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We should probably have a thread about the frailty of the modern pitcher, but I'd have to do a deep dive before even thinking about coming to any supportable conclusions. I will say that it seems that most of today's pitchers reach the professional level with a hell of a lot more mileage on their arms than pitchers did a generation or two ago. A lot of these guys throw and throw hard before they're even teenagers, and a lot of the ones who make it to that level are in year-round baseball programs, and play in multiple leagues on multiple teams. I have to think that all takes a toll, and anecdotally, I've seen it with a couple of local kids whose arms were a mess by the time they got to college. One in particular who had real talent, great hitter too. By the time he played Legion ball, he couldn't effectively throw from short to first.

Pair that with the emphasis on velocity, spin rate, and going all out all outing at the professional level, and it's really not surprising to see what we're seeing. It also seems like the more sophisticated medical technology gets at fixing these guys, the more likely they are to break. Pretty crazy cycle. The hard part for teams is that while it's predictable that some pitchers will suffer major injuries, identifying which ones are more or less likely to seems to be getting harder, and hence teams may be becoming more risk averse. I sure didn't have Giolito and Cole on my big injury risk Bingo card.
Bullseye. Yes, I pitched Division One, but yes, I also played three different sports. Like most New England kids in the 1960s and 70s, I didn't play in the other two while I was actively in season for a third. Ken Dryden, who was a pretty good hockey goalie, was also a shortstop, for instance, and his hand-eye skills were enhanced by playing baseball throughout his childhood to college because of it. It also has him at least seven months off from hockey, which he then approached with renewed vigor as a result. As Mom used to say, moderation in all things. Specialization should be the thread.
 

Margo McCready

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Dec 23, 2008
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Or maybe completely predictable.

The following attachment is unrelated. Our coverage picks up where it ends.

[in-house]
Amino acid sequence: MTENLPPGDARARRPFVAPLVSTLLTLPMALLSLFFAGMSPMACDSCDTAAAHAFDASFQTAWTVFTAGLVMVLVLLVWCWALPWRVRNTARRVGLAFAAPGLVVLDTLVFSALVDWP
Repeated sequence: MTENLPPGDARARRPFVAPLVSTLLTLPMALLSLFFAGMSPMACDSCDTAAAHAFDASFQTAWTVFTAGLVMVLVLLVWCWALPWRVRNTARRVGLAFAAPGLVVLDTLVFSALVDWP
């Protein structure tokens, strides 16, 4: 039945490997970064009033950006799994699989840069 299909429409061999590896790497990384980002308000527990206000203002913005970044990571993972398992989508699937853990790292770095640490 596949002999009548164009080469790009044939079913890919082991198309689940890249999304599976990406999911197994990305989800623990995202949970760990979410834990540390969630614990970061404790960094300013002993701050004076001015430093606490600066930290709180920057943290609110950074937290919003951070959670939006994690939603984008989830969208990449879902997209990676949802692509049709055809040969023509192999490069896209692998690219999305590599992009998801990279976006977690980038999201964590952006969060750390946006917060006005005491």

In this max effort era of pitching, it seems to me that everyone is even more of a ticking time bomb than ever before. Sometimes I wonder if being an innings eater with no injury history just means that you’re likely to be the next one to break down.
Seems to be. I wonder if targeting starting pitchers with 20 to 40ish or so healthy post-TJ starts in trade and free agency may be a better bet than a guy who just put up 5 healthy seasons.
 

Sad Sam Jones

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IMO, every team should have a knuckleball pitcher at every minor league level. If you can develop a decent knuckleballer that would be huge for the whole staff. Though maybe one reason that teams don't seem to be looking for knuckleballers anymore is that they are afraid that big league hitters would hit too many HRs off them now with the launch angle swings?

To help the game and pitchers, MLB needs to deaden the baseball a bit so that pitchers can go back to not throwing all-out on every pitch without giving up a ton of bombs.
As fun as that sounds, the knuckleball has never been "plan A" for anyone. It's either been something that was a last-ditch effort to keep a career alive or a pitch an already established major leaguer started dabbling with, so you can't really go out and scout for potential professional knuckleballers or guess in rookie ball which kid is going to be better off scuttling everything he's worked for to try a completely different approach. It's also been a fraternal or familial tree sort of thing. I doubt most pitching coaches know what to do with a knuckleballer or would be enthusiastic to work with one. With the passing of Wakefield, the ones who were highly successful and best equipped to teach it are probably at an all-time low number... Candiotti, Dickey... then two or three fringe guys with Steven Wright probably being the most noteworthy of the bunch unless I'm forgetting someone.
 

simplicio

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We should probably have a thread about the frailty of the modern pitcher, but I'd have to do a deep dive before even thinking about coming to any supportable conclusions. I will say that it seems that most of today's pitchers reach the professional level with a hell of a lot more mileage on their arms than pitchers did a generation or two ago. A lot of these guys throw and throw hard before they're even teenagers, and a lot of the ones who make it to that level are in year-round baseball programs, and play in multiple leagues on multiple teams. I have to think that all takes a toll, and anecdotally, I've seen it with a couple of local kids whose arms were a mess by the time they got to college. One in particular who had real talent, great hitter too. By the time he played Legion ball, he couldn't effectively throw from short to first.